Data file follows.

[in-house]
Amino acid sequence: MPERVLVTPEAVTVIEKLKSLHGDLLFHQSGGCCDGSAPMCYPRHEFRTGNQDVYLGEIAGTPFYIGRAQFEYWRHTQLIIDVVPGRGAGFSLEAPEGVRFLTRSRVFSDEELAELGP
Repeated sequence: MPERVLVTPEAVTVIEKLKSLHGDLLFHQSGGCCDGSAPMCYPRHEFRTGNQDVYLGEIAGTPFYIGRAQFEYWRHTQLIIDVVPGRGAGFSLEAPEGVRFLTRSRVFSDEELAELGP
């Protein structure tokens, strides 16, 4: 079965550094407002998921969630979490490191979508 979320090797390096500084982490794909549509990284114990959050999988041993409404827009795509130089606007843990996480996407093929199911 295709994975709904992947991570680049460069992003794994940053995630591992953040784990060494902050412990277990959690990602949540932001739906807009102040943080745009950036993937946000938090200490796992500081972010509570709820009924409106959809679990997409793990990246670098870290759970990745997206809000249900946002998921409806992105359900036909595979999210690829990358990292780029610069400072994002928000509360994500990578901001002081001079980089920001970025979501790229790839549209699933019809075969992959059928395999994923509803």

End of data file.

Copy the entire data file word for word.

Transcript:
[in-house]
Amino acid sequence: MPERVLVTPEAVTVIEKLKSLHGDLLFHQSGGCCDGSAPMCYPRHEFRTGNQDVYLGEIAGTPFYIGRAQFEYWRHTQLIIDVVPGRGAGFSLEAPEGVRFLTRSRVFSDEELAELGP
Repeated sequence: MPERVLVTPEAVTVIEKLKSLHGDLLFHQSGGCCDGSAPMCYPRHEFRTGNQDVYLGEIAGTPFYIGRAQFEYWRHTQLIIDVVPGRGAGFSLEAPEGVRFLTRSRVFSDEELAELGP
């Protein structure tokens, strides 16, 4: 079965550094407002998921969630979490490191979508 979320090797390096500084982490794909549509990284114990959050999988041993409404827009795509130089606007843990996480996407093929199911 295709994975709904992947991570680049460069992003794994940053995630591992953040784990060494902050412990277990959690990602949540932001739906807009102040943080745009950036993937946000938090200490796992500081972010509570709820009924409106959809679990997409793990990246670098870290759970990745997206809000249900946002998921409806992105359900036909595979999210690829990358990292780029610069400072994002928000509360994500990578901001002081001079980089920001970025979501790229790839549209699933019809075969992959059928395999994923509803």